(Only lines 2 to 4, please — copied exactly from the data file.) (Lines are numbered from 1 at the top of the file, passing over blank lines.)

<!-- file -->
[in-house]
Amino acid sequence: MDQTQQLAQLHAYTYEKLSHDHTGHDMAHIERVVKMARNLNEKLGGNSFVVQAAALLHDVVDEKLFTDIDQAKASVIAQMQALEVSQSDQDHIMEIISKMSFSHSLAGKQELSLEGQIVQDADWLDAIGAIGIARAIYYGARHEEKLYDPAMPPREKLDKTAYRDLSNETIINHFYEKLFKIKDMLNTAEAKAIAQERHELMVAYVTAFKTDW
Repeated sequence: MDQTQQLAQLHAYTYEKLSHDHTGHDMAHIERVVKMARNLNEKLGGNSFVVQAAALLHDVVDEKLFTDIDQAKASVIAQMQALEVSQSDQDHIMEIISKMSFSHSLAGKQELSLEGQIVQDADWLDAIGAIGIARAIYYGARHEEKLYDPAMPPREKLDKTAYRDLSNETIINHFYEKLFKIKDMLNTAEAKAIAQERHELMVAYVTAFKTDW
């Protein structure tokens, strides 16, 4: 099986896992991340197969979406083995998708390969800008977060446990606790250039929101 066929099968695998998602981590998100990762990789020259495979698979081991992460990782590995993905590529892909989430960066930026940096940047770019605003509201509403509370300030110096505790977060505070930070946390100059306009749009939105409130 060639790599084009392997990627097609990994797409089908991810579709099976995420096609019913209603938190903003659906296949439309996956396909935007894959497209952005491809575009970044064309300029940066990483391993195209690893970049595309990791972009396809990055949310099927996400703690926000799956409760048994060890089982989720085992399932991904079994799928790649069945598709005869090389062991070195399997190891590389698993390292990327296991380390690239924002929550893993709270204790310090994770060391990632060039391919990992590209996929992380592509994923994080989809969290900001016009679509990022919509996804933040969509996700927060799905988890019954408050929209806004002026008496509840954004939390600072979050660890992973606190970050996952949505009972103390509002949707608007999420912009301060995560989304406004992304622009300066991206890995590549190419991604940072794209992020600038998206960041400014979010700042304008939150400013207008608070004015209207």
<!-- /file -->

Amino acid sequence: MDQTQQLAQLHAYTYEKLSHDHTGHDMAHIERVVKMARNLNEKLGGNSFVVQAAALLHDVVDEKLFTDIDQAKASVIAQMQALEVSQSDQDHIMEIISKMSFSHSLAGKQELSLEGQIVQDADWLDAIGAIGIARAIYYGARHEEKLYDPAMPPREKLDKTAYRDLSNETIINHFYEKLFKIKDMLNTAEAKAIAQERHELMVAYVTAFKTDW
Repeated sequence: MDQTQQLAQLHAYTYEKLSHDHTGHDMAHIERVVKMARNLNEKLGGNSFVVQAAALLHDVVDEKLFTDIDQAKASVIAQMQALEVSQSDQDHIMEIISKMSFSHSLAGKQELSLEGQIVQDADWLDAIGAIGIARAIYYGARHEEKLYDPAMPPREKLDKTAYRDLSNETIINHFYEKLFKIKDMLNTAEAKAIAQERHELMVAYVTAFKTDW
């Protein structure tokens, strides 16, 4: 099986896992991340197969979406083995998708390969800008977060446990606790250039929101 066929099968695998998602981590998100990762990789020259495979698979081991992460990782590995993905590529892909989430960066930026940096940047770019605003509201509403509370300030110096505790977060505070930070946390100059306009749009939105409130 060639790599084009392997990627097609990994797409089908991810579709099976995420096609019913209603938190903003659906296949439309996956396909935007894959497209952005491809575009970044064309300029940066990483391993195209690893970049595309990791972009396809990055949310099927996400703690926000799956409760048994060890089982989720085992399932991904079994799928790649069945598709005869090389062991070195399997190891590389698993390292990327296991380390690239924002929550893993709270204790310090994770060391990632060039391919990992590209996929992380592509994923994080989809969290900001016009679509990022919509996804933040969509996700927060799905988890019954408050929209806004002026008496509840954004939390600072979050660890992973606190970050996952949505009972103390509002949707608007999420912009301060995560989304406004992304622009300066991206890995590549190419991604940072794209992020600038998206960041400014979010700042304008939150400013207008608070004015209207």